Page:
BET(H)-CHEREM (Heb. בֵּית הַכֶּרֶם, "Bet ha-Kerem," "The House of the Vineyard"), settlement west of Jerusalem in the First and Second Temple periods. It is first mentioned at the time of the Judean kingdom in an appendix of the Septuagint to the list of Judean cities in Joshua 15:49 (as Karem), situated between Suba (Tzova), Gallim (Beth Jala), Baither (Battir) and Manahath (Malcha). Judging by a passage in Jeremiah (6:1), the town was the capital of the district west of Jerusalem in the Iron Age, where beacons were lit in times of danger. Jeremiah warned of the pending destruction from the north with the approach of the Babylonians: "O ye Children of Benjamin [in the north], gather yourselves to flee out of the midst of Jerusalem, and to blow the trumpet in Tekoa [in the south], and to set up a sign of fire [i.e., beacons, massa'ot] in Beth-Cherem [in the west]; for evil appeareth out of the north, and great destruction." Jeremiah referred specifically in this passage to the ultimate territory of Jerusalem (a radius of five kilometers around the city), demarcated specifically by the furthermost sites of Tekoa and Beth-Cherem, to the south and west, respectively, and with the northern limit set at the border between Judah and Benjamin (probably at Gibeah/Tell el-Ful). It again appears during the time of Nehemiah as the center of one of the Judean districts; Malchijah, son of Rechab, the ruler of the district of Beth-Cherem, took part in building the walls of Jerusalem under Nehemiah (Neh. 3:14). The valley of Beth-Cherem appearing in later sources should apparently be sought next to the town. According to the Mishnah (Mid. 3:4: Biq'at Beth-Cherem), the stones for the temple altar and its ramp were brought from the valley of Beth-Cherem (Ex. 20:25 (JPS 20:22); Deut. 27:5–6). The fertile valley in the proximity of Ain Karim was also noted as a source of a specific kind of flat stone, still seen there today. Elsewhere we hear that the bright color of the valley soils was discussed by the sages in reference to menstrual blood (Niddah 2:7). The town and its valley are also mentioned in two Dead Sea Scrolls from the end of the Second Temple period. In the Genesis Aprocryphon on Genesis 14:17, the "vale of Shaveh – the same is the King's Vale" is thought by some scholars to be the same as "the valley of Beth-Karma." The Copper Scroll, which contains a list of hiding places for treasure, describes Beth-Cherem as a depository for treasure in a large water system (asyw). In Jerome's commentary on Jeremiah 6:1 (from the fifth century c.e.), Bethacharma is incorrectly situated on a mountain between Jerusalem and Tekoa. An attempt was made by Y. Aharoni to identify Beth Cherem with Ramat Rahel – a site which he excavated – in southern Jerusalem, based mainly on Jerome's misidentification.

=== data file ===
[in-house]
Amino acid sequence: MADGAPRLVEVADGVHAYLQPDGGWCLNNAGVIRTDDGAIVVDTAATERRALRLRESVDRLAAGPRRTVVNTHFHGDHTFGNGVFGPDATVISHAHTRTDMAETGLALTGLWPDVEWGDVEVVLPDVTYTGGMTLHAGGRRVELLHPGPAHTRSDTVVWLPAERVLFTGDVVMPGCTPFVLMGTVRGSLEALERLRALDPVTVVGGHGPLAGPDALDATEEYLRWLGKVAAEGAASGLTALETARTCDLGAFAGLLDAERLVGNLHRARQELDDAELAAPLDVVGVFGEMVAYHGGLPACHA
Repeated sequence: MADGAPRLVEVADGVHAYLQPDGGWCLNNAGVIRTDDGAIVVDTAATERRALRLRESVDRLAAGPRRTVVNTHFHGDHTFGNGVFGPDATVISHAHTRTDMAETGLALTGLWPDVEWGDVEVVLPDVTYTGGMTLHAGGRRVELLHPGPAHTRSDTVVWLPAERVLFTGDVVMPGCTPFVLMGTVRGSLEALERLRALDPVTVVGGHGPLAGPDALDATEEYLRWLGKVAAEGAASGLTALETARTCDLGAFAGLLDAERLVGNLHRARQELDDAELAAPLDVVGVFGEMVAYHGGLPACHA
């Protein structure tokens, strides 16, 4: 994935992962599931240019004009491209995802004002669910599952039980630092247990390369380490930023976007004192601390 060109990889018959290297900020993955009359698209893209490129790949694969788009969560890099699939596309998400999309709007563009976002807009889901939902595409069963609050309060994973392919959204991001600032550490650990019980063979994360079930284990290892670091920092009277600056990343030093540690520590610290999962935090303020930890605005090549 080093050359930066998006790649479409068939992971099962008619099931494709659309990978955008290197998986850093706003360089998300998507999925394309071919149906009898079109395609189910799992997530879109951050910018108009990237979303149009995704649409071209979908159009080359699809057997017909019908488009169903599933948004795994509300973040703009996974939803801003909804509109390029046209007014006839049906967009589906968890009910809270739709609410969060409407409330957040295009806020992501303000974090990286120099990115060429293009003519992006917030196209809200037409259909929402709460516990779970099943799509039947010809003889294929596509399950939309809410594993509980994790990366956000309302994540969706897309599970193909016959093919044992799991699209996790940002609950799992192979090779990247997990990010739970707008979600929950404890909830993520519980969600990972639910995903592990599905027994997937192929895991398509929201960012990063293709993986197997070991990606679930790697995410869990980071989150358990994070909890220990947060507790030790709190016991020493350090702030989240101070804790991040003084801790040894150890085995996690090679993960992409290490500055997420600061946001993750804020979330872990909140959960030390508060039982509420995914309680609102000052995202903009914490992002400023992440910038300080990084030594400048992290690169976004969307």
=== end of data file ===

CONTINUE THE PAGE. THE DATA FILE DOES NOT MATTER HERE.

Beth-Cherem should be identified as Ain Karim ("spring of the vineyard"), situated within the western suburbs of modern Jerusalem. In antiquity it was a major town in the hills east of a broad valley basin, with excellent sources of natural water and surrounded by rich agricultural lands. The main spring, known as the Spring of the Virgin, provided 1,135 cubic meters of water per day. Archaeological finds in the present village date back to the Middle Bronze Age ii, Iron Age ii and Persian periods. Later remains from the Roman, Byzantine and medieval parts are also known. Ain Karim is important in Christian sources as the birthplace of John the Baptist. Two churches in the village – the Nativity and the Visitation – are associated with the tradition of John the Baptist. In the hinterland is the traditional Monastery of John in the Wilderness, and nearby recent excavations have uncovered a Byzantine memorial cave dedicated to the Baptist, with earlier remains connected to baptism rituals dating back to the Roman period.
M.T. Petrozzi, Ain Karim (1971); 392–93 in Z. Kallai, Historical Geography of the Bible: The Tribal Territories of Israel (1986); Y. Aharoni, "Beth-Haccerem," 171–84 in T.D. Winton (ed.), Archaeology and Old Testament Study: Jubilee Volume of the Society for Old Testament Study 1917–1967 (1967); Y. Tsafrir, L. Di Segni, and J. Green (eds.), Tabula Imperii Romani. Iudaea – Palaestina: Maps and Gazetteer (1994), 82; M. Piccirillo, "Ain Karim: les sanctuaries de l'enfance de Jean," Le Monde de la Bible, 89:24–5; S. Gibson, The Cave of John the Baptist (2004), 26–43.
[Shimon Gibson (2nd ed.)]